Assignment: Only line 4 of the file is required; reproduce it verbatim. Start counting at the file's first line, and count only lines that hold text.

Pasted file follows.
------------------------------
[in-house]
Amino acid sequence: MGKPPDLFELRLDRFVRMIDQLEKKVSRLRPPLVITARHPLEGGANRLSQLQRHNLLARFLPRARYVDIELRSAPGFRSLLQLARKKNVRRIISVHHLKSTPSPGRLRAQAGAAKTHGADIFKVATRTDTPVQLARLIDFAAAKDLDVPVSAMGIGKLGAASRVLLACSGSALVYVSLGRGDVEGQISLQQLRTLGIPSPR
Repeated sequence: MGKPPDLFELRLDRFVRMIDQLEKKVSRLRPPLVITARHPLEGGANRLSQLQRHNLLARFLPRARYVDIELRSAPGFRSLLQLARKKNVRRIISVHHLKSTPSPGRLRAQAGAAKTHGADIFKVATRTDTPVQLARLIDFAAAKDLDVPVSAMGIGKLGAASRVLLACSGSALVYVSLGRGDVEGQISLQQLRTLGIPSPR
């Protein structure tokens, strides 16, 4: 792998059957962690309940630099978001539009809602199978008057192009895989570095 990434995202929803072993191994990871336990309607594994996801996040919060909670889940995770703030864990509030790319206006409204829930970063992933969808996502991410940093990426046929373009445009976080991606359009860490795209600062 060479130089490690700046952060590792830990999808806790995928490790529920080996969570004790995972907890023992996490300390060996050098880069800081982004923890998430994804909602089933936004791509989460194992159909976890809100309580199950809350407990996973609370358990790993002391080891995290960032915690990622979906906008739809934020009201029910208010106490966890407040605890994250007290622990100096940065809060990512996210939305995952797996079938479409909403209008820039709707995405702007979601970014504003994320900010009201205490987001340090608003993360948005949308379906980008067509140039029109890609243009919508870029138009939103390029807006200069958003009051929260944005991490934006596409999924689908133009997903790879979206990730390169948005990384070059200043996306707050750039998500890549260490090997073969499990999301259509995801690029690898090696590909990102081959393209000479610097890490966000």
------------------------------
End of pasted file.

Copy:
């Protein structure tokens, strides 16, 4: 792998059957962690309940630099978001539009809602199978008057192009895989570095 990434995202929803072993191994990871336990309607594994996801996040919060909670889940995770703030864990509030790319206006409204829930970063992933969808996502991410940093990426046929373009445009976080991606359009860490795209600062 060479130089490690700046952060590792830990999808806790995928490790529920080996969570004790995972907890023992996490300390060996050098880069800081982004923890998430994804909602089933936004791509989460194992159909976890809100309580199950809350407990996973609370358990790993002391080891995290960032915690990622979906906008739809934020009201029910208010106490966890407040605890994250007290622990100096940065809060990512996210939305995952797996079938479409909403209008820039709707995405702007979601970014504003994320900010009201205490987001340090608003993360948005949308379906980008067509140039029109890609243009919508870029138009939103390029807006200069958003009051929260944005991490934006596409999924689908133009997903790879979206990730390169948005990384070059200043996306707050750039998500890549260490090997073969499990999301259509995801690029690898090696590909990102081959393209000479610097890490966000």